Biological diversity of the orthopteran insects in North Asia ( An atlas-monograph )

Institute for Systematics and Ecology of Animals, SB RAS, Novosibirsk
Novosibirsk State University, Faculty of Natural Sciences,
Department of General Genetics

Head of the Institute:

Vadim I.Evsikov, Corresponding Member of the RAS, Professor
11 Frunze St., Novosibirsk, 630091, Russia
Phone: +7-3832-170863; Fax: +7-3832-170973

Principal researchers:

M.G.Sergeev, D.Sc., Professor
Phone: +7-3832-397564; Fax: +7-3832-397564

Project objectives

Main goals of the project are to establish patterns of the orthopteran spatial and landscape distribution in North Asia and adjacent countries, to evaluate evolutionary trends of biological diversity of Orthoptera in a changing environment, and to publish the atlas-monograph “Biological Diversity of Orthoptera in North Asia and adjacent Regions”.

Background and significance of objectives

This study is based on the qualitative and quantitative samples collected in North Asia and adjacent countries from 1972 to 1998. Up to date, almost all specimens have been identified. More than 250.000 specimens belonging to 370 orthopteran species have been analysed. These were collected with nets during 3.200 quantitative surveys using nets and species collecting trips. The collections of the Zoological Institute and the All-Russian Institute for Plant Protection (St.-Petersburg), the Institute of Systematics and Evolution of Animals (Krakow, Poland), and some other institutes were studied too. Detailed distribution maps have been compiled for 685 species of Orthoptera inhabiting North Asia and adjacent regions (Fig. 1). Weights of 160 species have been determined.

The orthopteran insects (mainly grasshoppers and locusts) are one of the most important groups of herbivorous animals, especially in grasslands. Their biomass can be high (Fig. 2). In the southern part of Siberia, they can utilise up to 30% of forage. During outbreaks the grasshoppers and locusts they are able to use all local forage. However, this order includes many rare species, including some local endemics. In the temperate regions, the orthopteran outbreak areas are often coincided with centres of diversity and endemism (Sergeev, 1996, 1998) (Fig. 3). As a result, we must change our strategy in management both of pest and rare species. This changing can be realised on the basis of understanding patterns of the spatial and landscape distribution of species, their metapopulations, faunas, and communities.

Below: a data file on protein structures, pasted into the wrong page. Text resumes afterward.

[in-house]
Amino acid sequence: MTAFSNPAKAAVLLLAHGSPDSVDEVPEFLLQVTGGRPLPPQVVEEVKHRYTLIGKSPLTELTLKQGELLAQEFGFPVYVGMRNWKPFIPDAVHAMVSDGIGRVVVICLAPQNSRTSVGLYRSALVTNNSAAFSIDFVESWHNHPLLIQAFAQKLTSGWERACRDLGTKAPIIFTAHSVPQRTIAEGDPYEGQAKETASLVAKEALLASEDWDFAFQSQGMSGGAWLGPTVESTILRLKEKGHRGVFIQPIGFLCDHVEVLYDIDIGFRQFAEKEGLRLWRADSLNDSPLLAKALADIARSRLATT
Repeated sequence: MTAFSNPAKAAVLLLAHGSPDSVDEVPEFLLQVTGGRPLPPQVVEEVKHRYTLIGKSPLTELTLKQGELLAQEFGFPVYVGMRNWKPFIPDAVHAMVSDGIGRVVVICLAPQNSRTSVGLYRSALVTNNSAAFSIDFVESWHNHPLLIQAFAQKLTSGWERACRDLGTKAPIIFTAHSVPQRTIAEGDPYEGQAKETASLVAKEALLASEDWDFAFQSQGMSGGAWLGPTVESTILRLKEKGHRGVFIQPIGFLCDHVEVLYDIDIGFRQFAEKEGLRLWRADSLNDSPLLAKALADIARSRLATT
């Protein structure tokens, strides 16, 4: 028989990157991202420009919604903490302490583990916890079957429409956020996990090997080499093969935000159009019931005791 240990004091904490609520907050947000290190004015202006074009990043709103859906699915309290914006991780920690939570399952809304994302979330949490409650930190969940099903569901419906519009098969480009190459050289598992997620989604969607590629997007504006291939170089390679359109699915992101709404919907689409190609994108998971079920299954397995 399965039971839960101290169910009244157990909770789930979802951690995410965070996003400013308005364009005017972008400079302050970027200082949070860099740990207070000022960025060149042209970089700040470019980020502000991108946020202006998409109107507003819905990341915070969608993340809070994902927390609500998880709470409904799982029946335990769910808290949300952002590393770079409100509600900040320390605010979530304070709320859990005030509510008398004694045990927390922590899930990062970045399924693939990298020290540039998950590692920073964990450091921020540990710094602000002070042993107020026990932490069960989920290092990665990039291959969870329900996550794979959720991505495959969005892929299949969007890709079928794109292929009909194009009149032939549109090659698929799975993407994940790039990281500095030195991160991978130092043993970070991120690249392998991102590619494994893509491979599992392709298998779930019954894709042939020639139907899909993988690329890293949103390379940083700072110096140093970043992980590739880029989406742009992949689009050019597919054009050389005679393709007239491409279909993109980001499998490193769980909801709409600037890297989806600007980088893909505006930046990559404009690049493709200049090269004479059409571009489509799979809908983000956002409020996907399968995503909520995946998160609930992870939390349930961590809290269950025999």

The orthopteran insects are clearly associated with human activity. The boundaries of their ranges, distribution patterns and population or community dynamics can changes significantly after anthropogenic disturbances. In some cases, these insects can be used as suitable indicators. These are another objectives for studies of their biological diversity and establishment of their spatial and temporal distribution patterns.

Research plan: approaches and methods

Both qualitative and quantitative approaches are used in these investigations. Orthopteran populations and communities are investigated quantitatively, using a number of key sites representative of the geographical location. Disturbed ecosystems are specially studied. Samples captured during a fixed period of time are made in every habitat investigated. Besides that, special faunistic studies are conducted. In a laboratory, species are determined, a dry biomass is evaluated, detailed maps are compiled, population and community distributions are analysed.

Expected results

The main patterns of the orthopteran distribution will be evaluated for North Asia and adjacent regions. The role of human activity will be specially estimated for changing population and community distribution. The atlas-monograph “Biological Diversity of Orthoptera in North Asia and adjacent Regions” will be prepared for publication.

List of publications of participants related to the project


Fig. 1. Distribution of Oedaleus decorus (Germ.).
1 – points of occurrences, 2-3 – range boundaries,
4 – boundaries of uncolonised areas inside the species range

Fig. 2. Dry biomass (kg per ha) of Orthoptera in Western Siberia and Central Asia.


Fig. 3. Distribution of the main centres of diversity and outbreak areas of grasshoppers and locusts in North and Central Asia.
1-3 – biogeographic provinces;
A-D – main centres of diversity; a-d – their subcentres;
! – main areas of outbreaks;
Yellow – arid territories, brown – the semi-arid ones